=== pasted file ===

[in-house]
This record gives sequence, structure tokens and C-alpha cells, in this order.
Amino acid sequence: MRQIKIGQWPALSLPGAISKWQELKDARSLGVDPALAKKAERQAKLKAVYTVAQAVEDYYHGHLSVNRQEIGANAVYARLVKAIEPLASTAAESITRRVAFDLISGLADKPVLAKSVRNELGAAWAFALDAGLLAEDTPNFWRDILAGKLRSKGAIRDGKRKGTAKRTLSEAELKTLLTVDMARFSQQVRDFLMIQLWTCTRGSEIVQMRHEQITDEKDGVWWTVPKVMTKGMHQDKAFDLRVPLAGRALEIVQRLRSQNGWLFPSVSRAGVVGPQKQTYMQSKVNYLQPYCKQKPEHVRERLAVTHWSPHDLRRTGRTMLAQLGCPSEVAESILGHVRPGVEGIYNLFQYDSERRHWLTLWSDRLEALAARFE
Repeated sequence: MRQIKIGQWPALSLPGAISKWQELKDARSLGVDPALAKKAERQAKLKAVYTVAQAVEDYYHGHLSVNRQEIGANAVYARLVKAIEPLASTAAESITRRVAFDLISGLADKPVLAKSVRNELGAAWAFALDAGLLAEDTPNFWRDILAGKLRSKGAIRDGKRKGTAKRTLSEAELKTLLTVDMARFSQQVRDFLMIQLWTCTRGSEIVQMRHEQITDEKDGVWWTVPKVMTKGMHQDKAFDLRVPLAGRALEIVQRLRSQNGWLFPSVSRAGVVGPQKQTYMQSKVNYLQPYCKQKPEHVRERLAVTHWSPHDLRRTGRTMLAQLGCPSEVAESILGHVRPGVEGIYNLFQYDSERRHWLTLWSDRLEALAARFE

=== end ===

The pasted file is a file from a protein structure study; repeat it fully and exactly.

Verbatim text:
[in-house]
This record gives sequence, structure tokens and C-alpha cells, in this order.
Amino acid sequence: MRQIKIGQWPALSLPGAISKWQELKDARSLGVDPALAKKAERQAKLKAVYTVAQAVEDYYHGHLSVNRQEIGANAVYARLVKAIEPLASTAAESITRRVAFDLISGLADKPVLAKSVRNELGAAWAFALDAGLLAEDTPNFWRDILAGKLRSKGAIRDGKRKGTAKRTLSEAELKTLLTVDMARFSQQVRDFLMIQLWTCTRGSEIVQMRHEQITDEKDGVWWTVPKVMTKGMHQDKAFDLRVPLAGRALEIVQRLRSQNGWLFPSVSRAGVVGPQKQTYMQSKVNYLQPYCKQKPEHVRERLAVTHWSPHDLRRTGRTMLAQLGCPSEVAESILGHVRPGVEGIYNLFQYDSERRHWLTLWSDRLEALAARFE
Repeated sequence: MRQIKIGQWPALSLPGAISKWQELKDARSLGVDPALAKKAERQAKLKAVYTVAQAVEDYYHGHLSVNRQEIGANAVYARLVKAIEPLASTAAESITRRVAFDLISGLADKPVLAKSVRNELGAAWAFALDAGLLAEDTPNFWRDILAGKLRSKGAIRDGKRKGTAKRTLSEAELKTLLTVDMARFSQQVRDFLMIQLWTCTRGSEIVQMRHEQITDEKDGVWWTVPKVMTKGMHQDKAFDLRVPLAGRALEIVQRLRSQNGWLFPSVSRAGVVGPQKQTYMQSKVNYLQPYCKQKPEHVRERLAVTHWSPHDLRRTGRTMLAQLGCPSEVAESILGHVRPGVEGIYNLFQYDSERRHWLTLWSDRLEALAARFE